Quick: name the last piece of software you installed via a floppy disk. Still can’t name it? That’s probably a good thing. If you can still see the install wizard behind your eyelids when you close your eyes, chances are it wasn’t a great experience.
Software architecture has gone through numerous cycles of change. Each iteration equipped developers with new ways of solving problems as well as new mechanisms for distributing and delivering software. But plenty of archaic practices still exist in every direction you look, and there’s no bigger exposed sore in enterprise IT today than the quarterly release cadence. Unfortunately, it’s alive and well, even at most Fortune 500 enterprises.
Today — most often at large enterprises — legacy web applications are most prone to the quarterly release cadence. The apps are made up of single large, complex, and brittle codebases commonly known as “monoliths” because they eat an enormous amount of time and overhead to update and release. That fact generally limits the number of times companies update those systems to once a quarter.
Thankfully, organizations will soon bury the quarterly release cycle when they realize there is a better way to build software: cloud-native architectures supported by continuous integration/continuous delivery. But how did we get here?
A brief history of painful software delivery methods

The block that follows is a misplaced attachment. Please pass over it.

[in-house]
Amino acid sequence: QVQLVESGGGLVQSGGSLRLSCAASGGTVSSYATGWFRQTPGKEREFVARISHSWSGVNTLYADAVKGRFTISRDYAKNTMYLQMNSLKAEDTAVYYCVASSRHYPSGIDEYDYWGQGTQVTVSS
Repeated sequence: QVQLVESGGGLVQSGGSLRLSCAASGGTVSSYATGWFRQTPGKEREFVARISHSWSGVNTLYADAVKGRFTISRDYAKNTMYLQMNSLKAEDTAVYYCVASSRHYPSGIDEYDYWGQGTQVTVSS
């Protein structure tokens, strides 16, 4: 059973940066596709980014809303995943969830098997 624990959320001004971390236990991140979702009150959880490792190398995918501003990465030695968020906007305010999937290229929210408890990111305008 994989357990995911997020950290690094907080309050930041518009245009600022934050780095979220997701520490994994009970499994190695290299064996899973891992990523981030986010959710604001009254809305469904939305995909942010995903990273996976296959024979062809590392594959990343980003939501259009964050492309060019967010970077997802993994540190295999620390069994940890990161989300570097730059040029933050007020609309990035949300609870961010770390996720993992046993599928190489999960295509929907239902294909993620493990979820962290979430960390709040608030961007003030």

Long ago I worked on the developer help desk at InstallShield. Anyone who remembers when desktop software came packaged, bundled, and burned onto a CD will remember the InstallShield wizard starting the moment the CD-ROM drive closed. The primary pain points with that method of distribution were the expense and the time required to distribute software. Every time a new release or patch was developed, it required a new installer and, in most cases, a new set of disks.
Beyond the pain of physically installing software on thousands of enterprise desktops, there was the compatibility pain because software architectures on the desktop were difficult to deploy alongside other vendor applications. Specifically, Windows desktop apps and their dependencies on key systems libraries created a problem commonly referred to as “DLL hell” because it would cause Windows to crash when a user attempted to run the software.
I remember many help desk phone calls with developers from all over the globe who were trying to figure out why their applications were crashing on a select few machines or customer environments; it became an unfortunate but almost unavoidable situation.
Eventually, the web emerged as the prominent channel for enterprises to meet their customers. Developers found a much simpler deployment and distribution model via the web browser. Gone were the days of needing a packager and a bootstrapper to provide users access to software. But while centralization of software installation on the server helped enable faster deployment of releases, updates, and patches, new problems emerged.
Enter the monolith
With the rise of the web application, development teams were creating large, tightly coupled, multilayer architectures. Due to their size and complexity, updating those large systems almost always required taking them offline for long periods, and that had business implications. The longer systems were down for maintenance, the longer end users went without access to the system. The result? A poor experience for the end user.
Release cycles for complex, monolithic web apps within the enterprise also required significant coordination among development, operations, and business teams. Regardless of the amount of prep time devoted to a release, those events are fraught with anxiety and often prone to manual error. And while archaic and extremely inflexible, that model is, unfortunately, still in place in a majority of large organizations today.
The Mobile Revolution to the Rescue